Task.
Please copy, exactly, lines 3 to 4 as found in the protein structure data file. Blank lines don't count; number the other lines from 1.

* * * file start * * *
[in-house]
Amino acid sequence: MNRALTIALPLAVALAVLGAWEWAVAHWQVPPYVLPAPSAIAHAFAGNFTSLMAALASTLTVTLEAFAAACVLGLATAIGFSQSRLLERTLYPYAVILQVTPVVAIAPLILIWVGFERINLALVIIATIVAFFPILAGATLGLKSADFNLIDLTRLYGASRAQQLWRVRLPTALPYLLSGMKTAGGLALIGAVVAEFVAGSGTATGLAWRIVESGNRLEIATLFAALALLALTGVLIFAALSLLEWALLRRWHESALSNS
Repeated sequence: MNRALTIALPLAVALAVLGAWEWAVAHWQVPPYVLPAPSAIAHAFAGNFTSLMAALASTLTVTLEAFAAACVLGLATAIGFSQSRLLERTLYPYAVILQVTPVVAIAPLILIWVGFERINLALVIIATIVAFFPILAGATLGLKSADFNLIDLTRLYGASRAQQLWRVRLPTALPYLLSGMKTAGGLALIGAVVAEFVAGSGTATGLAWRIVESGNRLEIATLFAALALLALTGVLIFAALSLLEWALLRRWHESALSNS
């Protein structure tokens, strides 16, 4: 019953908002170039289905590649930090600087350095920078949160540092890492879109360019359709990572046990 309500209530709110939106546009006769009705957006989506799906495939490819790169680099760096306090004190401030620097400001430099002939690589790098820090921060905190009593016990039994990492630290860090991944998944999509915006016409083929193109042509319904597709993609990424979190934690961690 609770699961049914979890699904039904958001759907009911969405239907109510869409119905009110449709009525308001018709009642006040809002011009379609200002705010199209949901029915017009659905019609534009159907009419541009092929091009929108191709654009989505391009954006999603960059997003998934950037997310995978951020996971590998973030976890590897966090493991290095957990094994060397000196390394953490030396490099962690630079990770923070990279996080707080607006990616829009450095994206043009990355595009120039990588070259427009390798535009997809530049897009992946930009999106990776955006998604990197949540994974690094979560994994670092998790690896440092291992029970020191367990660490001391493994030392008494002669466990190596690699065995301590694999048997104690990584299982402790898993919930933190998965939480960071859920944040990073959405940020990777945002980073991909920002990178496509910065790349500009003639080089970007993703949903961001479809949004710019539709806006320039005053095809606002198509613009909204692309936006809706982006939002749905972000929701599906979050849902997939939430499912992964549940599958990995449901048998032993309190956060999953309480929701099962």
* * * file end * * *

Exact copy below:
Repeated sequence: MNRALTIALPLAVALAVLGAWEWAVAHWQVPPYVLPAPSAIAHAFAGNFTSLMAALASTLTVTLEAFAAACVLGLATAIGFSQSRLLERTLYPYAVILQVTPVVAIAPLILIWVGFERINLALVIIATIVAFFPILAGATLGLKSADFNLIDLTRLYGASRAQQLWRVRLPTALPYLLSGMKTAGGLALIGAVVAEFVAGSGTATGLAWRIVESGNRLEIATLFAALALLALTGVLIFAALSLLEWALLRRWHESALSNS
């Protein structure tokens, strides 16, 4: 019953908002170039289905590649930090600087350095920078949160540092890492879109360019359709990572046990 309500209530709110939106546009006769009705957006989506799906495939490819790169680099760096306090004190401030620097400001430099002939690589790098820090921060905190009593016990039994990492630290860090991944998944999509915006016409083929193109042509319904597709993609990424979190934690961690 609770699961049914979890699904039904958001759907009911969405239907109510869409119905009110449709009525308001018709009642006040809002011009379609200002705010199209949901029915017009659905019609534009159907009419541009092929091009929108191709654009989505391009954006999603960059997003998934950037997310995978951020996971590998973030976890590897966090493991290095957990094994060397000196390394953490030396490099962690630079990770923070990279996080707080607006990616829009450095994206043009990355595009120039990588070259427009390798535009997809530049897009992946930009999106990776955006998604990197949540994974690094979560994994670092998790690896440092291992029970020191367990660490001391493994030392008494002669466990190596690699065995301590694999048997104690990584299982402790898993919930933190998965939480960071859920944040990073959405940020990777945002980073991909920002990178496509910065790349500009003639080089970007993703949903961001479809949004710019539709806006320039005053095809606002198509613009909204692309936006809706982006939002749905972000929701599906979050849902997939939430499912992964549940599958990995449901048998032993309190956060999953309480929701099962």